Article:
For more information, contact Mark Thomson or your ORBA advisor at 312.670.7444.
Stepping Up Your Budget Process
JOEL HERMAN, CPA
How does your company treat its annual budgeting process? Whereas some companies simply take the previous year’s budget and update the numbers based on the past year’s actual spending, the next year’s expected available funds and minor revisions to the company’s goals and business plan, other companies start fresh. They take on the mindset of creating a war plan with numerical battle lines in which their business will fight to succeed in the coming year.
Either approach works fine, but by taking the latter, you’re more likely to have an emotional investment in your annual budget and work harder to achieve your company’s goals.
More Than Just Numbers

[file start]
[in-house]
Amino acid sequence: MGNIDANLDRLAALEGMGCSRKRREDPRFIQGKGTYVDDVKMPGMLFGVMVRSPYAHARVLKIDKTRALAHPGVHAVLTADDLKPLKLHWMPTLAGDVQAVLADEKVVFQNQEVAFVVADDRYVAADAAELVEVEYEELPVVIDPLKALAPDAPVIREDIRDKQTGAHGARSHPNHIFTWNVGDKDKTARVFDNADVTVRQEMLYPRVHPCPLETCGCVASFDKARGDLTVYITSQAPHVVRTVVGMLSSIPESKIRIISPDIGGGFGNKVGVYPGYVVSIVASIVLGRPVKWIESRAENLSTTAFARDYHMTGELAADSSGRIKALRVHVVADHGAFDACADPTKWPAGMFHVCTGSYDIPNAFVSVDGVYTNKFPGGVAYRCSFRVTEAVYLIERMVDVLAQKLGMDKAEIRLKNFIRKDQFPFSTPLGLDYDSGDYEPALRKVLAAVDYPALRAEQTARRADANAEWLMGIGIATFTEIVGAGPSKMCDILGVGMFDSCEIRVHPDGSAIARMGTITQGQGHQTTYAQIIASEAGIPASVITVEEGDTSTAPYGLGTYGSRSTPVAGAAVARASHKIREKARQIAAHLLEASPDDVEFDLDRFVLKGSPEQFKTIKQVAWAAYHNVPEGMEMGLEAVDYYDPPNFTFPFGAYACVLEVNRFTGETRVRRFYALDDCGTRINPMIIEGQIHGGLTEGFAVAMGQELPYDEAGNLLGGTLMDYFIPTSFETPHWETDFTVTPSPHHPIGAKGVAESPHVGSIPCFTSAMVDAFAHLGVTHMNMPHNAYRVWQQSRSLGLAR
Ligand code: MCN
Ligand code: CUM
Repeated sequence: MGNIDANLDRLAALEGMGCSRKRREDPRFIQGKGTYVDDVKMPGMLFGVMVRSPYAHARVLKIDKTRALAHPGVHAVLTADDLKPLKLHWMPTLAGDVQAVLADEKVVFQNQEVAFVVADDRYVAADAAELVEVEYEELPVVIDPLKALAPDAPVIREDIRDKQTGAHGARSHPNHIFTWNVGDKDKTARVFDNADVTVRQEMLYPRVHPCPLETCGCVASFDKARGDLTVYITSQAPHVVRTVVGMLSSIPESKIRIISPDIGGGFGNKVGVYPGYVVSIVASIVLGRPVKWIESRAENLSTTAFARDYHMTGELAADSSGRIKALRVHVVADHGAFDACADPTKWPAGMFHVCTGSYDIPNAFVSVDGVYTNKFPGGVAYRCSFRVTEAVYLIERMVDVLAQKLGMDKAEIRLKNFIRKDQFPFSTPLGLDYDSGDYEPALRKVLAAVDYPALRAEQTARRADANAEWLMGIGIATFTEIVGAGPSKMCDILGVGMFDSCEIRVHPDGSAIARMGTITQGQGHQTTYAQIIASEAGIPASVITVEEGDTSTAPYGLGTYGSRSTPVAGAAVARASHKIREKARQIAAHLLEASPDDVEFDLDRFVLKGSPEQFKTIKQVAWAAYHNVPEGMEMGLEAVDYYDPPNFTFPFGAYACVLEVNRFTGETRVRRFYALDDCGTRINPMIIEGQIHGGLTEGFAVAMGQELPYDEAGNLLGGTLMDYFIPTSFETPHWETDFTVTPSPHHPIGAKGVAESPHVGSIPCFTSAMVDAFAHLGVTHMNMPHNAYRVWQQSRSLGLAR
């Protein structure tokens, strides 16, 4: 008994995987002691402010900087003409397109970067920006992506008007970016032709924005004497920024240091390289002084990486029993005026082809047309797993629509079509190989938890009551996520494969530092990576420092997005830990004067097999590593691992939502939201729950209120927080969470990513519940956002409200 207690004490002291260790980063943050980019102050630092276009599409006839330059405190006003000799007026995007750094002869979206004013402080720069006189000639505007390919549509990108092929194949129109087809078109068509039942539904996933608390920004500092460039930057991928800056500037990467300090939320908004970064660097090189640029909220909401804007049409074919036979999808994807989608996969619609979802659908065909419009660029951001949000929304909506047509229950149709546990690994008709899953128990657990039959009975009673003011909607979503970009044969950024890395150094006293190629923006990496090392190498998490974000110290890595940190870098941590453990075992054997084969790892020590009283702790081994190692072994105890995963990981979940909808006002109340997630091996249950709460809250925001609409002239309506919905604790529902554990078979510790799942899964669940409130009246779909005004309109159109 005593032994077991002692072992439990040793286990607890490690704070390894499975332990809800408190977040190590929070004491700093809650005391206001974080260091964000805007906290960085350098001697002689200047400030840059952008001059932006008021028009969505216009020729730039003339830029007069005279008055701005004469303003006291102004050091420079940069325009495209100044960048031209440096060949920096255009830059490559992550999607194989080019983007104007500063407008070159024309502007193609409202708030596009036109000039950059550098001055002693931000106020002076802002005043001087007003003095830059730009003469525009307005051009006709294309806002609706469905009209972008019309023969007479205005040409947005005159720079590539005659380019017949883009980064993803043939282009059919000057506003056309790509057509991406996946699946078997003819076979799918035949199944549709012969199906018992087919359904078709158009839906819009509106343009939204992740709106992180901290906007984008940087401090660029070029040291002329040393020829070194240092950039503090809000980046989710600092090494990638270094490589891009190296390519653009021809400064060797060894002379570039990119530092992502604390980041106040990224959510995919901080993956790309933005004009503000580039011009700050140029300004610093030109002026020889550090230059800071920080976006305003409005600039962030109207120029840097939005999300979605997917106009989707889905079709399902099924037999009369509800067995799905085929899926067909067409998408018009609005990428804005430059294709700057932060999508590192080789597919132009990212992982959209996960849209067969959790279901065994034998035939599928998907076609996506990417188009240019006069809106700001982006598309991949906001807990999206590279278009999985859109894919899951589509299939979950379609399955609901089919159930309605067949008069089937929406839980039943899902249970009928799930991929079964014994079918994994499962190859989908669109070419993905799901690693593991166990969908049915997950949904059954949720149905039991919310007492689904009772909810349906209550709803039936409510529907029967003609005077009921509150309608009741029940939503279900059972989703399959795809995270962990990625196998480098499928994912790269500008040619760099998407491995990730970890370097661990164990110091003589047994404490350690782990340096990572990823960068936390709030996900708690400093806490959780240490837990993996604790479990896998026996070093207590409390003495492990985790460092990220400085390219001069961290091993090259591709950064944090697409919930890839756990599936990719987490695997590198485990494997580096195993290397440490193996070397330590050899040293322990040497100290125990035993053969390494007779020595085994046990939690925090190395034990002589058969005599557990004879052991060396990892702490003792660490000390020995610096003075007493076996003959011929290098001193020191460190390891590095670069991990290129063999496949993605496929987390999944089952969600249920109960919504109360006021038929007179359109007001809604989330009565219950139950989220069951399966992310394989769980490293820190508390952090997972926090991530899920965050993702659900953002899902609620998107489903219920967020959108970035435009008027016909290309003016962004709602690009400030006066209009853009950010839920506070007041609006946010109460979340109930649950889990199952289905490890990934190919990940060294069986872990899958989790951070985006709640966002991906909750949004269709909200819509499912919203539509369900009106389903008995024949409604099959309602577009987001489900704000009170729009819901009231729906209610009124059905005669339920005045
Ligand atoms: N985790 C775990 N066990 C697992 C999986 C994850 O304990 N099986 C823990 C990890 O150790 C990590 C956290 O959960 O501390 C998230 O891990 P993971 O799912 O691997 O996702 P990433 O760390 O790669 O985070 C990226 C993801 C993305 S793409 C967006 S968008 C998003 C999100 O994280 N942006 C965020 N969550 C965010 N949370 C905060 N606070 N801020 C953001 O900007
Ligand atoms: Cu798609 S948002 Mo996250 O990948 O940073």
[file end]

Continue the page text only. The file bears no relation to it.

Budgets should incorporate all of the business plans, action steps, brainstorming ideas and marketing goals management discussed throughout the previous year. Once you create your budget, it is important to keep it in mind as the year progresses and rework it as new or changing information becomes available. To do so, however, you must augment the numbers with words and descriptions. For example, in an introductory section detail the current state of your business, its market, the economy, and the number and nature of your competitors. Explain how your budget supports your company’s mission, values and specific objectives.